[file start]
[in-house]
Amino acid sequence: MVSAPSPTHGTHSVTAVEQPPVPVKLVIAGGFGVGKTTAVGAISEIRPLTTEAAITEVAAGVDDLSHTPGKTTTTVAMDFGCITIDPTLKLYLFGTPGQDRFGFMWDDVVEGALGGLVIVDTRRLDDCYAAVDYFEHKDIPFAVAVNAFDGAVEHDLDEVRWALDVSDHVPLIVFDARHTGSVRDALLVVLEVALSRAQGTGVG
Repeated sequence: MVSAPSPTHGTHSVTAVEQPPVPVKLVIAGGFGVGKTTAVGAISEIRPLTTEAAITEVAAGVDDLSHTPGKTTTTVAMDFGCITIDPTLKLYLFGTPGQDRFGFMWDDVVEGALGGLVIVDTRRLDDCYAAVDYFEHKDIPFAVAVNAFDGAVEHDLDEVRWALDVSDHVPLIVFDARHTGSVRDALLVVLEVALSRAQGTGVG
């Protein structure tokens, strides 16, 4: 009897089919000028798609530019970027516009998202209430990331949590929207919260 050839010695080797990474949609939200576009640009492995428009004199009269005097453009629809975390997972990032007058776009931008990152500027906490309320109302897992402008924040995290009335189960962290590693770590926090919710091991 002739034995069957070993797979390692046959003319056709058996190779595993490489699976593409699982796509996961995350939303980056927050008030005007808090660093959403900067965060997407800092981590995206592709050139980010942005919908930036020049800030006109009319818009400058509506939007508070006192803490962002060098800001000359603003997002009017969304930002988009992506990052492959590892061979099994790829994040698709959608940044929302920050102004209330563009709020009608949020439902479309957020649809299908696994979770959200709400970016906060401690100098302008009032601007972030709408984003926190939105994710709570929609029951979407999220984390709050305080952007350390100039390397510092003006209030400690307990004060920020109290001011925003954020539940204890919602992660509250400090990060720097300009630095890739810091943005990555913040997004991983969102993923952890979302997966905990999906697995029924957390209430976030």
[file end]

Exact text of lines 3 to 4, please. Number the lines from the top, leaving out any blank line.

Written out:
Repeated sequence: MVSAPSPTHGTHSVTAVEQPPVPVKLVIAGGFGVGKTTAVGAISEIRPLTTEAAITEVAAGVDDLSHTPGKTTTTVAMDFGCITIDPTLKLYLFGTPGQDRFGFMWDDVVEGALGGLVIVDTRRLDDCYAAVDYFEHKDIPFAVAVNAFDGAVEHDLDEVRWALDVSDHVPLIVFDARHTGSVRDALLVVLEVALSRAQGTGVG
């Protein structure tokens, strides 16, 4: 009897089919000028798609530019970027516009998202209430990331949590929207919260 050839010695080797990474949609939200576009640009492995428009004199009269005097453009629809975390997972990032007058776009931008990152500027906490309320109302897992402008924040995290009335189960962290590693770590926090919710091991 002739034995069957070993797979390692046959003319056709058996190779595993490489699976593409699982796509996961995350939303980056927050008030005007808090660093959403900067965060997407800092981590995206592709050139980010942005919908930036020049800030006109009319818009400058509506939007508070006192803490962002060098800001000359603003997002009017969304930002988009992506990052492959590892061979099994790829994040698709959608940044929302920050102004209330563009709020009608949020439902479309957020649809299908696994979770959200709400970016906060401690100098302008009032601007972030709408984003926190939105994710709570929609029951979407999220984390709050305080952007350390100039390397510092003006209030400690307990004060920020109290001011925003954020539940204890919602992660509250400090990060720097300009630095890739810091943005990555913040997004991983969102993923952890979302997966905990999906697995029924957390209430976030």